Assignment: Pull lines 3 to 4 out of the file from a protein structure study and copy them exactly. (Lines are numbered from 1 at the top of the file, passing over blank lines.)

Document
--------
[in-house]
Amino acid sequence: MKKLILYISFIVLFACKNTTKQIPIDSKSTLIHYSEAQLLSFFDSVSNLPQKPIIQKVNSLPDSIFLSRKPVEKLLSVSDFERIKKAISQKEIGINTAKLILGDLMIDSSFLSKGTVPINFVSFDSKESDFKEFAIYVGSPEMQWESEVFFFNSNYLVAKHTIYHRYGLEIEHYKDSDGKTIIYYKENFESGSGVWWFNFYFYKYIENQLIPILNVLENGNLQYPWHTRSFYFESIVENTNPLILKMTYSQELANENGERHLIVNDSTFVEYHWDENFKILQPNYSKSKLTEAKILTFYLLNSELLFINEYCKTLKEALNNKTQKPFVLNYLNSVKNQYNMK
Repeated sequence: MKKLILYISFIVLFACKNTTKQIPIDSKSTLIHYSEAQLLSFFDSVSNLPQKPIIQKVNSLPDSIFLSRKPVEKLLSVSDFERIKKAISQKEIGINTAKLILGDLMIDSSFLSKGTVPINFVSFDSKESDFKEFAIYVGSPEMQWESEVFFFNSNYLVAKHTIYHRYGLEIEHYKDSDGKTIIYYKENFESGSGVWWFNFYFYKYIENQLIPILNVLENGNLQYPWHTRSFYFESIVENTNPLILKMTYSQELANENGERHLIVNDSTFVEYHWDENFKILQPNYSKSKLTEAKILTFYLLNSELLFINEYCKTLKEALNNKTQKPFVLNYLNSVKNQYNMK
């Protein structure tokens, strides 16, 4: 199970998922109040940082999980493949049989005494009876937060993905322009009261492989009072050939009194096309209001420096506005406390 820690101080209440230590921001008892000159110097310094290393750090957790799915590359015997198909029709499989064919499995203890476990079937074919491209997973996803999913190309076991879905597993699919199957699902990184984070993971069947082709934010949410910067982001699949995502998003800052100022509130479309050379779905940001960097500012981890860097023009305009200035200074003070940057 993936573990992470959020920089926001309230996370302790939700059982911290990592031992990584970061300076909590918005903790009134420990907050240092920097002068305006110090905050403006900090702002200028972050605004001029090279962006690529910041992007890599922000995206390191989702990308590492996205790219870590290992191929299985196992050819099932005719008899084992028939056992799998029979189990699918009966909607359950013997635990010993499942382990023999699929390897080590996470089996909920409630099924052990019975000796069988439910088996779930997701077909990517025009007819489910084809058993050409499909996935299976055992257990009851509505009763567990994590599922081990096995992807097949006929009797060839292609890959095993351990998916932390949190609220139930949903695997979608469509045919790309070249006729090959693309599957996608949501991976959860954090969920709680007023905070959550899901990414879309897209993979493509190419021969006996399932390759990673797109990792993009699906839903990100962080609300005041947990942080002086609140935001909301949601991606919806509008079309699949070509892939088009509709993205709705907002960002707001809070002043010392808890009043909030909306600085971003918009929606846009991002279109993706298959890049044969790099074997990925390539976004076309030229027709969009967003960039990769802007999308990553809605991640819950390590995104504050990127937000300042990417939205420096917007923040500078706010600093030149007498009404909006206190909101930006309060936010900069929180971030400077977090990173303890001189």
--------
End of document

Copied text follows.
Repeated sequence: MKKLILYISFIVLFACKNTTKQIPIDSKSTLIHYSEAQLLSFFDSVSNLPQKPIIQKVNSLPDSIFLSRKPVEKLLSVSDFERIKKAISQKEIGINTAKLILGDLMIDSSFLSKGTVPINFVSFDSKESDFKEFAIYVGSPEMQWESEVFFFNSNYLVAKHTIYHRYGLEIEHYKDSDGKTIIYYKENFESGSGVWWFNFYFYKYIENQLIPILNVLENGNLQYPWHTRSFYFESIVENTNPLILKMTYSQELANENGERHLIVNDSTFVEYHWDENFKILQPNYSKSKLTEAKILTFYLLNSELLFINEYCKTLKEALNNKTQKPFVLNYLNSVKNQYNMK
């Protein structure tokens, strides 16, 4: 199970998922109040940082999980493949049989005494009876937060993905322009009261492989009072050939009194096309209001420096506005406390 820690101080209440230590921001008892000159110097310094290393750090957790799915590359015997198909029709499989064919499995203890476990079937074919491209997973996803999913190309076991879905597993699919199957699902990184984070993971069947082709934010949410910067982001699949995502998003800052100022509130479309050379779905940001960097500012981890860097023009305009200035200074003070940057 993936573990992470959020920089926001309230996370302790939700059982911290990592031992990584970061300076909590918005903790009134420990907050240092920097002068305006110090905050403006900090702002200028972050605004001029090279962006690529910041992007890599922000995206390191989702990308590492996205790219870590290992191929299985196992050819099932005719008899084992028939056992799998029979189990699918009966909607359950013997635990010993499942382990023999699929390897080590996470089996909920409630099924052990019975000796069988439910088996779930997701077909990517025009007819489910084809058993050409499909996935299976055992257990009851509505009763567990994590599922081990096995992807097949006929009797060839292609890959095993351990998916932390949190609220139930949903695997979608469509045919790309070249006729090959693309599957996608949501991976959860954090969920709680007023905070959550899901990414879309897209993979493509190419021969006996399932390759990673797109990792993009699906839903990100962080609300005041947990942080002086609140935001909301949601991606919806509008079309699949070509892939088009509709993205709705907002960002707001809070002043010392808890009043909030909306600085971003918009929606846009991002279109993706298959890049044969790099074997990925390539976004076309030229027709969009967003960039990769802007999308990553809605991640819950390590995104504050990127937000300042990417939205420096917007923040500078706010600093030149007498009404909006206190909101930006309060936010900069929180971030400077977090990173303890001189």